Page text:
When you type an IP address, the netmask or range for the mapped network is the same as that of the real network. For example, if the real network is a host, then this address will be a host address. In the case of a range, then the mapped addresses include the same number of addresses as the real range. For example, if the real address is defined as a range from 10.1.1.1 through 10.1.1.6, and you specify 172.20.1.1 as the mapped address, then the mapped range will include 172.20.1.1 through 172.20.1.6.

(For static NAT with port translation only) Type an interface name or click the browse button , and choose an interface from the Browse Translated Addr dialog box.

Figure 27-18 Browse Dialog Box

Be sure to also configure a service on the Advanced NAT Settings dialog box (see Step 7). (You cannot specify an interface in transparent mode).

Click the browse button , and choose an existing address from the Browse Translated Addr dialog box. You can also create a new named object from the Browse Translated Addr dialog box and use this object as the mapped address.

Figure 27-19 Browse Dialog Box

See the "Guidelines and Limitations" section for information about disallowed mapped IP addresses.

Typically, you configure the same number of mapped addresses as real addresses for a one-to-one mapping. You can, however, have a mismatched number of addresses. For more information, see the "Static NAT" section.

Step 7 (Optional) Click Advanced, and configure the following options in the Advanced NAT Settings dialog box. When you are finished, click OK.

Figure 27-20 Configuring Advanced NAT Settings

To translate the IP address in DNS replies, check the Translate DNS replies for rule check box.

Be sure DNS inspection is enabled (it is enabled by default). See the "DNS and NAT" section for more information. This option is not available if you also translate TCP or UDP ports (static NAT with port translation).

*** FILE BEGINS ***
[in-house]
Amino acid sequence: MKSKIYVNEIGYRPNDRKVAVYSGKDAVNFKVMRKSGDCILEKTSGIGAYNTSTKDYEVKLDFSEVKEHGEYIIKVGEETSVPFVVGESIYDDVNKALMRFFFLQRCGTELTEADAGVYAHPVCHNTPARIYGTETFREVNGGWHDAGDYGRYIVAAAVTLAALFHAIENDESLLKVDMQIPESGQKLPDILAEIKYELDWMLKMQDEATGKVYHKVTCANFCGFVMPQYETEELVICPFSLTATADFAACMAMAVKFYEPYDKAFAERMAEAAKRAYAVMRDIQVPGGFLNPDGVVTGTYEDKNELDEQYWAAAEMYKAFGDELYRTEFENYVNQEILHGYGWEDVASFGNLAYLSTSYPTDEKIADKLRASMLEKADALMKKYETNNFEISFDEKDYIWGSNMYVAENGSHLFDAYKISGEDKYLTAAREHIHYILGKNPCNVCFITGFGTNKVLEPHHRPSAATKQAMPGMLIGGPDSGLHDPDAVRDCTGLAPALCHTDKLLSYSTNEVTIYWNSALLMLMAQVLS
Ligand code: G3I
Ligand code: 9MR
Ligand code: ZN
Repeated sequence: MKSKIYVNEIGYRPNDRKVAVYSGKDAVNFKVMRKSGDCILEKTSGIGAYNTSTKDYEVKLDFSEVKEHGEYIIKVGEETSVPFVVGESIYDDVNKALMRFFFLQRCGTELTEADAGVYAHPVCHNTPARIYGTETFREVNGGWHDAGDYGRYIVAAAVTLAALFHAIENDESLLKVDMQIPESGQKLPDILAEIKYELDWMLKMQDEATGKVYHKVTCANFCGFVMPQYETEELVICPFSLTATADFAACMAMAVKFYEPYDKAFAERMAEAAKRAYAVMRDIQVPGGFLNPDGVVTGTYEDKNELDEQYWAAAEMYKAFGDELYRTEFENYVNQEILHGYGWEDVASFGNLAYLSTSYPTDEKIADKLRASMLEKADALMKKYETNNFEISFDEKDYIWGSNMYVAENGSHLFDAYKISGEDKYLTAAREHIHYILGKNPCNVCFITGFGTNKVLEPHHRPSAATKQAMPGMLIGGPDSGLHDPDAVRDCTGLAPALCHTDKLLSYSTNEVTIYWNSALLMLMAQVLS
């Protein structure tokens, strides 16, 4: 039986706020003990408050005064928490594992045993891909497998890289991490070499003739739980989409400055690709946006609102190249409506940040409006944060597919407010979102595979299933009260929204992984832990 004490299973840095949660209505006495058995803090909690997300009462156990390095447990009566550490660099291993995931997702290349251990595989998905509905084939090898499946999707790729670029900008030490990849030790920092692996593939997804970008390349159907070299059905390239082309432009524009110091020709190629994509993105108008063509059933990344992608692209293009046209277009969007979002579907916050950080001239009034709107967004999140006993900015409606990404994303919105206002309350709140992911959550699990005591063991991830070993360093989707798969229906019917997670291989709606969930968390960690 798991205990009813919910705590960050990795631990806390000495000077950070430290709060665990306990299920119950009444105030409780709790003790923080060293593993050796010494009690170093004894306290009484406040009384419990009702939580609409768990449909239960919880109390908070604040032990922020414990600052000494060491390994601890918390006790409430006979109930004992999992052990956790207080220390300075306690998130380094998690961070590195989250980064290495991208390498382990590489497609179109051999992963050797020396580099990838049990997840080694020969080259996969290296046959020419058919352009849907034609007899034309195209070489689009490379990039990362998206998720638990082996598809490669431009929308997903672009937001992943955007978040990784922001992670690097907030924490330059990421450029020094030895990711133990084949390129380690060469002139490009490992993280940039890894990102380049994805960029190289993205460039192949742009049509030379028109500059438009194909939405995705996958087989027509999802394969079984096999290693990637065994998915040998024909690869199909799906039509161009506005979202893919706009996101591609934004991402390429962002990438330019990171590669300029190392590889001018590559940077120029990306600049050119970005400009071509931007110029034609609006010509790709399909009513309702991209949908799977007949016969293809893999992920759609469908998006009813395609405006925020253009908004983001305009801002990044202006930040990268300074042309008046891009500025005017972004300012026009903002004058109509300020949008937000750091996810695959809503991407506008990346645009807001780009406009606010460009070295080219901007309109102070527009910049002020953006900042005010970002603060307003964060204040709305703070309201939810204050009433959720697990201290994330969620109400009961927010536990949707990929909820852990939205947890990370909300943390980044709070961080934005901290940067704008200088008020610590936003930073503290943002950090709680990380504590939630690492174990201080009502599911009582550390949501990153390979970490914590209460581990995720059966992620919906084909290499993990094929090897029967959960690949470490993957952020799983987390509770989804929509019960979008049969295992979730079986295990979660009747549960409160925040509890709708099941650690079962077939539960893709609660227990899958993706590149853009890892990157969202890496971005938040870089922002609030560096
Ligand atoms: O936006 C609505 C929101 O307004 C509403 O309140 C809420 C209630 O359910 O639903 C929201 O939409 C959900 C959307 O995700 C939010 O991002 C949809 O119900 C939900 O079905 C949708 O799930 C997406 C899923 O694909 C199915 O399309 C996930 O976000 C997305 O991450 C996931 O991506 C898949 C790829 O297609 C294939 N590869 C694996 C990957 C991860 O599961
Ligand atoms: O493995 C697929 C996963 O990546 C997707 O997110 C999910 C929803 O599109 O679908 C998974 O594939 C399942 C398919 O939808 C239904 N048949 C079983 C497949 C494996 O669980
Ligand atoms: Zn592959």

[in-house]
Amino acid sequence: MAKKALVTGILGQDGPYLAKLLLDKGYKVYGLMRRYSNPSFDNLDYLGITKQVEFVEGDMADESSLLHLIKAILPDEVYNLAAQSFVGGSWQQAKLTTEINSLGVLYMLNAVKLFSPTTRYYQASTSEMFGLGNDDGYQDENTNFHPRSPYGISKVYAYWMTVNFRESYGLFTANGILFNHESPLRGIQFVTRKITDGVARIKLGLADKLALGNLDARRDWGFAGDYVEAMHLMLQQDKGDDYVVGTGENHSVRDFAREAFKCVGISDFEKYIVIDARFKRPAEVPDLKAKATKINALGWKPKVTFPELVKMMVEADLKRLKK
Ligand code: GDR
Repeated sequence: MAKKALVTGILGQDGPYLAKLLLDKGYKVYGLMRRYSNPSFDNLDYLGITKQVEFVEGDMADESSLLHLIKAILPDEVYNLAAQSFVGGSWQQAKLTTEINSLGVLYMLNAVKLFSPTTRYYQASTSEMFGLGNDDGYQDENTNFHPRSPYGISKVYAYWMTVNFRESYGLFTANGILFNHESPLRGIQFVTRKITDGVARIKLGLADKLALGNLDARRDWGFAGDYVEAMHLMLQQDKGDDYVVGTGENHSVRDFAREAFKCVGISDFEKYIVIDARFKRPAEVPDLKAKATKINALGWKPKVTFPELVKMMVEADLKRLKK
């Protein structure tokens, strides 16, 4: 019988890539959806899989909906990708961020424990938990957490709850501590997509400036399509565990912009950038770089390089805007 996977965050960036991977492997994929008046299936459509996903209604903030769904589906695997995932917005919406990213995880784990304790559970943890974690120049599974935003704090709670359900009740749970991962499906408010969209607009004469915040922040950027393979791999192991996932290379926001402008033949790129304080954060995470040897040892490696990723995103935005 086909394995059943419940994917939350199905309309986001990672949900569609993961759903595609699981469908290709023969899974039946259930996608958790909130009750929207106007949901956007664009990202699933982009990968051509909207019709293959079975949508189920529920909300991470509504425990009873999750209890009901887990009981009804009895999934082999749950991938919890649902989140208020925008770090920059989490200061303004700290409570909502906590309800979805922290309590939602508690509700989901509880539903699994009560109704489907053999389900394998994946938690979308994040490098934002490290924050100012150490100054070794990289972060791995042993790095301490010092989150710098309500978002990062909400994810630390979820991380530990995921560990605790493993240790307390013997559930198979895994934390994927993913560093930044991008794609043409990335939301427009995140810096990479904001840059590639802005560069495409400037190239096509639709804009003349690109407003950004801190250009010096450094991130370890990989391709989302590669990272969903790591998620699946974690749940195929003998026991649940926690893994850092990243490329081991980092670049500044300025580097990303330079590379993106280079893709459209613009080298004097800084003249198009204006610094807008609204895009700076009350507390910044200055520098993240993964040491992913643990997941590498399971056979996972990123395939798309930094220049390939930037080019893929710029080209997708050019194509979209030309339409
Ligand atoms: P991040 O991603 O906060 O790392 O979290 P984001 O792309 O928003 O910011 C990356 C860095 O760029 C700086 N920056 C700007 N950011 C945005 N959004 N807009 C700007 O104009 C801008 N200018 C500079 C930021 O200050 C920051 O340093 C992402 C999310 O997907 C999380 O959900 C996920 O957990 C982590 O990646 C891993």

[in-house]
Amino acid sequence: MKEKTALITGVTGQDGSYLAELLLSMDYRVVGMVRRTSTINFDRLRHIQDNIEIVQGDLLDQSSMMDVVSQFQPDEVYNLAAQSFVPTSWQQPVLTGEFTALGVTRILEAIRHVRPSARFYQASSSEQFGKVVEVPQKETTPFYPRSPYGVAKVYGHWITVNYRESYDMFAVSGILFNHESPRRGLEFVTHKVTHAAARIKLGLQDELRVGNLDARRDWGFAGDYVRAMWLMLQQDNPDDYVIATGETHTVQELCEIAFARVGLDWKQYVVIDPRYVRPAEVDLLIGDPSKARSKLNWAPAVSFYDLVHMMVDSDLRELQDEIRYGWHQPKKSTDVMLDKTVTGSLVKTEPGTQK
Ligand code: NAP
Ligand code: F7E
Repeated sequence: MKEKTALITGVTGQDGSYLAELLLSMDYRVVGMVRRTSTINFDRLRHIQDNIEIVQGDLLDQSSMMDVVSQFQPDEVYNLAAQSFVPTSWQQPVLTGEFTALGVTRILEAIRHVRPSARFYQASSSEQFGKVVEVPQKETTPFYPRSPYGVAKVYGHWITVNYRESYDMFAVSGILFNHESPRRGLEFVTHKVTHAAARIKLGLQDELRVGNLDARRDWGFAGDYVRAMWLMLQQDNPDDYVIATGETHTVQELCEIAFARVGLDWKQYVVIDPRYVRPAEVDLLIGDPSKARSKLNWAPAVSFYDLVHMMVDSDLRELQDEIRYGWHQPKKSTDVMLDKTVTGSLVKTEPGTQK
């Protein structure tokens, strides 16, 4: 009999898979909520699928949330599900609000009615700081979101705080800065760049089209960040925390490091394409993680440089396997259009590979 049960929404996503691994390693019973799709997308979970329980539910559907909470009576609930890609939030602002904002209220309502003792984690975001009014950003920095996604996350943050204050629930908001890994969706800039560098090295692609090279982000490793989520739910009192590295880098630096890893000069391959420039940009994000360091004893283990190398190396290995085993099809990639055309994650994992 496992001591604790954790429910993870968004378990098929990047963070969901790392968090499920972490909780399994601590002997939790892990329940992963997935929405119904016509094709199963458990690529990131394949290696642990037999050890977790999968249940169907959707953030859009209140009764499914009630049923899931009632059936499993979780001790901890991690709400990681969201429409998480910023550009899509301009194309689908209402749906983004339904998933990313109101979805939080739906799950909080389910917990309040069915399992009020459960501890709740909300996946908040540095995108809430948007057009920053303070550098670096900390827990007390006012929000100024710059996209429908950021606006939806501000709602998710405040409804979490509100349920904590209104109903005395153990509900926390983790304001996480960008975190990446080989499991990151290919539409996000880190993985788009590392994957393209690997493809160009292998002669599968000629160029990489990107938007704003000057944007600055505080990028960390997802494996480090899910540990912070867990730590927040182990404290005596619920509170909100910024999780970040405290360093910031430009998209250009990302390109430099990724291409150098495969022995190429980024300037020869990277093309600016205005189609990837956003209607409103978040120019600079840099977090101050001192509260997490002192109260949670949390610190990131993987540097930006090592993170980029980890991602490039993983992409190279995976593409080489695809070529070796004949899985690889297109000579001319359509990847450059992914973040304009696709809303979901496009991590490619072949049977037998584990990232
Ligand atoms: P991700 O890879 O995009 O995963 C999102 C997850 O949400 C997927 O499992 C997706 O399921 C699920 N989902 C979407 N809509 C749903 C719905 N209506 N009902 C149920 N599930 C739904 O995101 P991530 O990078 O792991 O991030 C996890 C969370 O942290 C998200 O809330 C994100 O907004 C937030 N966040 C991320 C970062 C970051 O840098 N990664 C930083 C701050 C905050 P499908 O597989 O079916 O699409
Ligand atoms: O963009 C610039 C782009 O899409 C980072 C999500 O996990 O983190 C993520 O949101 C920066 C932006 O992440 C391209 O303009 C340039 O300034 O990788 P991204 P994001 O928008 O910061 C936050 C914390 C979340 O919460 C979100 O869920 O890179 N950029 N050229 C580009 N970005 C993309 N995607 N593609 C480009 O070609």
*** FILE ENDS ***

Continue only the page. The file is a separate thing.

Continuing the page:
To specify the real and/or mapped interfaces where this NAT rule should apply, under Interface, choose the source and destination interfaces.

By default, the rule applies to all interfaces.

To configure static NAT with port translation, under Service, choose the protocol type from the Protocol drop-down list (tcp or udp), and then type values for the Original Port and Translated Port.

You can type either a port number or a well-known port name (such as "ftp").

You return to the Add/Edit Network Object dialog box.

Step 8 Click OK, and then Apply.

Because static rules are bidirectional (allowing initiation to and from the real host), the NAT Rules table show two rows for each static rule, one for each direction (see Figure 27-21).

Figure 27-21 Bidirectional Rules in the NAT Rules Table


Configuring Identity NAT

This section describes how to configure an identity NAT rule using network object NAT. For more information, see the "Identity NAT" section.

Detailed Steps


Step 1 You can add NAT to a new or existing network object:

To add a new network object, choose Configuration > Firewall > NAT Rules, then click Add > Add Network Object NAT Rule.

Figure 27-22 Adding a Network Object NAT Rule

To add NAT to an existing network object, choose Configuration > Firewall > Objects > Network Objects/Groups, and then double-click a network object.

For more information, see the "Configuring a Network Object" section.


Note You can only define a single NAT rule for a given object. See the "Additional Guidelines" section.


The Add/Edit Network Object dialog box appears.

Step 2 For a new object, enter values for the following fields:

a. Name—The object name. Use characters a to z, A to Z, 0 to 9, a period, a dash, a comma, or an underscore. The name must be 64 characters or less.

b. Type—Network, Host, or Range.

c. IP Address—An IPv4 address. IPv6 is not supported. If you select Range as the object type, the IP Address field changes to allow you to enter a Start Address and an End address.

d. Netmask—Enter the subnet mask.

e. Description—(Optional) The description of the network object (up to 200 characters in length).

Figure 27-23 Defining the Object Addresses

Step 3 If the NAT section is hidden, click NAT to expand the section.

Step 4 Check the Add Automatic Translation Rules check box.

Step 5 From the Type drop-down list, choose Static.

Figure 27-24 Configuring NAT

Step 6 In the Translated Addr field, do one of the following:

Type the same IP address that you used for the real address.

Click the browse button , and choose a network object with a matching IP address definition from the Browse Translated Addr dialog box. You can also create a new named object from the Browse Translated Addr dialog box and use this object as the mapped address.

Figure 27-25 Browse Dialog Box

Step 7 (Optional) To specify the real and/or mapped interfaces where this NAT rule should apply, click Advanced, and under Interface, choose the source and destination interfaces. By default, the rule applies to all interfaces.

Do not configure any other options on this dialog box.

Click OK to return to the Add/Edit Network Object dialog box.